burden of disease and the potential gains from vaccination in
relation to the cost do not look that cost effective in relation
to other ways of buying quotas or preventing premature death.
It is not a question of developing them in partnership with the
UK and they are not using them. There is a very careful evaluation
of the burden of disease and the need to justify the use of a
vaccine or spending public money to achieve a health gain through
vaccination, because clearly that is an opportunity cost and the
money could be spent elsewhere to achieve a similar health gain.
There is a very careful evaluation of the cost effectiveness of
introducing different interventions and just because a vaccine
is available, does not necessarily mean that it is a good way
to use public money. Overall perhaps what could be done a little
better is having a better sort of evidence based prioritisation
of disease burden. This has been something on which the Medical
Research Council produced an expert group some years ago to ask
whether there was any way we could prioritise better. One of the
things which was identified was a very robust evidence based quantification
of the burden of disease due to different potentially vaccine
preventable targets. We have not done that in as robust a manner
as we could do. PHLS has what is called its overview of communicable
disease each year which sets priorities. That is very much based
on the Delphi technique: if you ask a lot of experts, you might
get head lice at the top of the list rather than something which
is really preventable.
549. What happens to that then?
(Dr Miller) It has been used in the PHLS to prioritise
development monies, for instance particularly R&D monies.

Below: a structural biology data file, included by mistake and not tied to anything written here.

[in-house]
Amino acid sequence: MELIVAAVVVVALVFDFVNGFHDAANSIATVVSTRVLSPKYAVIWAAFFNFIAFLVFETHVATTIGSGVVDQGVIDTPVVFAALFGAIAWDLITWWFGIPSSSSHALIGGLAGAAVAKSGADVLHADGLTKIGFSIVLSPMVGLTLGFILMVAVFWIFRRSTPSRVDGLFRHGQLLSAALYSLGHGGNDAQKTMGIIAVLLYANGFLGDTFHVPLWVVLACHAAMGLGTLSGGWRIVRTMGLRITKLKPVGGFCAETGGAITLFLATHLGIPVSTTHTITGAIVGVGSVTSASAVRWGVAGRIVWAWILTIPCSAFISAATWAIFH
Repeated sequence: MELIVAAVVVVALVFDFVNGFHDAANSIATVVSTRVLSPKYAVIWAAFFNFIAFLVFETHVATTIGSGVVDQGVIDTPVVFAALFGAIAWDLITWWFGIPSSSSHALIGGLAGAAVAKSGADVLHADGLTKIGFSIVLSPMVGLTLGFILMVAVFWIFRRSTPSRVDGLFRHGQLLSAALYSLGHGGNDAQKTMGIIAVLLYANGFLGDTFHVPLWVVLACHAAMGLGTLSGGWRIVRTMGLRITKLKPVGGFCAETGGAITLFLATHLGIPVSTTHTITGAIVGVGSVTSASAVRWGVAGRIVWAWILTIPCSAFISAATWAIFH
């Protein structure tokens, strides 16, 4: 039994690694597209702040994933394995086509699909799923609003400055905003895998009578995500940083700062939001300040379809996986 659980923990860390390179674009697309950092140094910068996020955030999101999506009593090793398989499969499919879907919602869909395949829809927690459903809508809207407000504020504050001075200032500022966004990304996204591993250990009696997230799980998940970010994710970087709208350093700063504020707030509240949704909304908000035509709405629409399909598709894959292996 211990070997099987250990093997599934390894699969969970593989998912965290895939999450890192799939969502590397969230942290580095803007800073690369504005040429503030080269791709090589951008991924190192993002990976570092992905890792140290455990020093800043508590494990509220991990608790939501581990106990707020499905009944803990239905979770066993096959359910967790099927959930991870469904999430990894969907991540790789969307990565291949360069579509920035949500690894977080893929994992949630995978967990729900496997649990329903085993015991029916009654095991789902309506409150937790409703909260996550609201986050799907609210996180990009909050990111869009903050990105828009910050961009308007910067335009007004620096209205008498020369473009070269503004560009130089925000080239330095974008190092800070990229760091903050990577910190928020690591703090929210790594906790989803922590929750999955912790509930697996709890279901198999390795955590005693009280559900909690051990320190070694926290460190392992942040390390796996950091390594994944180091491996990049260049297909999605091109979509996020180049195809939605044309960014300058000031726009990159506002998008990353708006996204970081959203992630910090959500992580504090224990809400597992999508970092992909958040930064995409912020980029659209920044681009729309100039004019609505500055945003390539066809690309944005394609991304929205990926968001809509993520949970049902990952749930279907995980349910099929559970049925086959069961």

We recognise that although it would be a very major investment
of resources, we could do it in a better way and rather than having
people's opinionsand we did canvass a lot of opinions from
primary healthcare to hospital-based consultants, public health
doctorswe could have access to disease surveillance data
which would allow us to put both a morbidity evaluation plus some
economic evaluation of the impact of that disease and to prioritise
according to the stringent criteria which would apply across the
board. That is something we hope to do within the new Health Protection
550. I am still a bit confused because my sense
is that we do need quite a lot of vaccines and now we are hearing
that we have more vaccines than we need or we use. Can you tell
me where the position is in relation, for example, to R&D
in the UK into diseases like HIV and TB? I am sure money is being
spent in this area, they are both high in the public's gaze, and
vaccines for these would be very helpful. Malaria too, although
it is not a UK problem. These are big gaps in our armamentarium,
these are big killer diseases. Are we spending enough on this
(Dr Miller) I am not aware of what is being spent